- Autonomy and security. Infrastructures and vehicles will become active players within the system, making it possible for them to initiate payments or decide routes, even autonomously. This will require new mechanisms to guarantee their identity, in order to increase trust. In this sense, consortia such as MOBI, which promote the use of blockchain in the transport industry, are working on the definition of a standard to provide a secure digital identity to vehicles and generate a digital wallet for making payments. These new mechanisms would replace identification by license plate or other external devices such as tags.
- Data sharing. The creation of new services will require a greater degree of integration between all parties. Thus, car-sharing or insurance companies willing to dynamically adjust pricing according to risk level, will need to have real-time access to weather and traffic data collected by the infrastructure. The ability of blockchains to integrate all the information available in a chain that is both immutable and readable by all could be of great help in this regard.
- Creation of marketplaces. Tokenization favors cross-selling of products thanks to the establishment of a common pattern that serves as a reference to calculate the economic value of each service provided. A Blockchain network provides this capacity by design and, thanks to it, cars could sell their surplus of electrical charge to the network (which is known as “Car to Grid”) and get a credit to buy other services available in the network like a coffee or a toll.
- Customization. In order to achieve customer centricity, services must be customizable. Smart Contracts, thanks to their ability to reflect particular conditions between two or more players, seem particularly well suited for this. Application of bespoke toll rates, Automatic refunds in case of delay or the creation of loyalty systems that reward economic activity throughout the corridor are some examples of services than smart contracts can make possible.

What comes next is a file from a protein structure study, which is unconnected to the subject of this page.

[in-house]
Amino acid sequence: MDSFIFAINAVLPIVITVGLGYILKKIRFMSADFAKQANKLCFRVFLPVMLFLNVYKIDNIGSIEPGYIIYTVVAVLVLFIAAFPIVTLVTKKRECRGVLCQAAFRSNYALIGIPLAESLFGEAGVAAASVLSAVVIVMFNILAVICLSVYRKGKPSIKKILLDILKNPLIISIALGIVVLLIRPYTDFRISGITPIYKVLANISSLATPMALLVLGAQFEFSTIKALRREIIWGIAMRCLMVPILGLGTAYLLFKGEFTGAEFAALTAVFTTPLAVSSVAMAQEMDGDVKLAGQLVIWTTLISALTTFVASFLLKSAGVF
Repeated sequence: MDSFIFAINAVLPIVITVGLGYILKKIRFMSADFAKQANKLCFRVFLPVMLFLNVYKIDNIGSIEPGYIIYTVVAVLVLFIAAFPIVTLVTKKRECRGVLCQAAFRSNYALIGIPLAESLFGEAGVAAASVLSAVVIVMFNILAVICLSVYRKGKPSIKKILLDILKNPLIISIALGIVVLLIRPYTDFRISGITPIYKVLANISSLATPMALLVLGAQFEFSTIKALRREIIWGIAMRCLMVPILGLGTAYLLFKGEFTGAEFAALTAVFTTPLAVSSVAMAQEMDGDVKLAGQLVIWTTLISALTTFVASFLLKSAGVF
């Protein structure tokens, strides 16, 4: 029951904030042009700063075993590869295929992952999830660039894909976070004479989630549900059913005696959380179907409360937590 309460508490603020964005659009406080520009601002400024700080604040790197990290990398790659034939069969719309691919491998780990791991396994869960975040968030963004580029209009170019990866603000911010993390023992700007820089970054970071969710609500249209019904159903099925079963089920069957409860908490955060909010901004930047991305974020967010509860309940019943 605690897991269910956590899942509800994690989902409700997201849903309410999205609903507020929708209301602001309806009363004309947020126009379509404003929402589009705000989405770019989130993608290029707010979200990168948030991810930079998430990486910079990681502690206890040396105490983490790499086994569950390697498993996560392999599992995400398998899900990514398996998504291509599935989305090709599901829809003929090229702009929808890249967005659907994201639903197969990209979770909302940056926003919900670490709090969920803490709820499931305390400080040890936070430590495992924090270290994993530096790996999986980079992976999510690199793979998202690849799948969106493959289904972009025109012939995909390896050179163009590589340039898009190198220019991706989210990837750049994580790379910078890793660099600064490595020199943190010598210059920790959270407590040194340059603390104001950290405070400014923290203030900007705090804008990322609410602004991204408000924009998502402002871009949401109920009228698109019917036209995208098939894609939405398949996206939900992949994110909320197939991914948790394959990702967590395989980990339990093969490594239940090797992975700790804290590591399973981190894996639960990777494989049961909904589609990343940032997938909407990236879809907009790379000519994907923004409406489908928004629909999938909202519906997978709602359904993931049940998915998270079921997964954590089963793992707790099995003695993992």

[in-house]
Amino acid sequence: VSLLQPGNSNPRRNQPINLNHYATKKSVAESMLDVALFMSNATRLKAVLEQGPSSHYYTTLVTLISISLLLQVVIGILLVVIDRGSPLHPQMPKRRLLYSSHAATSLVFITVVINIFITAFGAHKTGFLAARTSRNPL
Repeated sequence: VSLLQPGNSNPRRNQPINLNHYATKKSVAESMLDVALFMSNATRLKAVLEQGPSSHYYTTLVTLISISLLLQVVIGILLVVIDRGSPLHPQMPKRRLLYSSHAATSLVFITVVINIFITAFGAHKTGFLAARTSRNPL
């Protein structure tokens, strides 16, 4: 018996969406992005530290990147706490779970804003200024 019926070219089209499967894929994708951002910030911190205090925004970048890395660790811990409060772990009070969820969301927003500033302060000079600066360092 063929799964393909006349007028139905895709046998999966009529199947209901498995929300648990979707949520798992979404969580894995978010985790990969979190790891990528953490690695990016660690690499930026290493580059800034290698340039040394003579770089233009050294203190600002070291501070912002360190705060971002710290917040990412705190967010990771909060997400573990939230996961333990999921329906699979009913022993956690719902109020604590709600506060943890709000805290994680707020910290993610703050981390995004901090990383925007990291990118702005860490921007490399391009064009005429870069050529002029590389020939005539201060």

Interesting, right? And the best is that this is not science fiction. Blockchain technology has already been used successfully in several industries such as:
- Finance and Insurance: Because the technology was born in this industry, there are many companies that have adopted it, mainly Fintechs such as Ripple for making payments or Lemonade that sells home insurance.
- Distribution: Walmart uses blockchain to achieve greater traceability and transparency in its supply chain.
- Energy: The Australian company PowerLedger makes it possible to track the origin of energy and allows to exchange energy surplus between peers.
As we can see, beyond serving as the basis for cryptocurrencies, blockchains offer a series of advantages that can be very useful in many other cases. Within business environments, this technology seems especially suitable to simplify complex business processes with a large number of participants. This is why we can affirm that there is a lot of life in blockchains beyond bitcoin.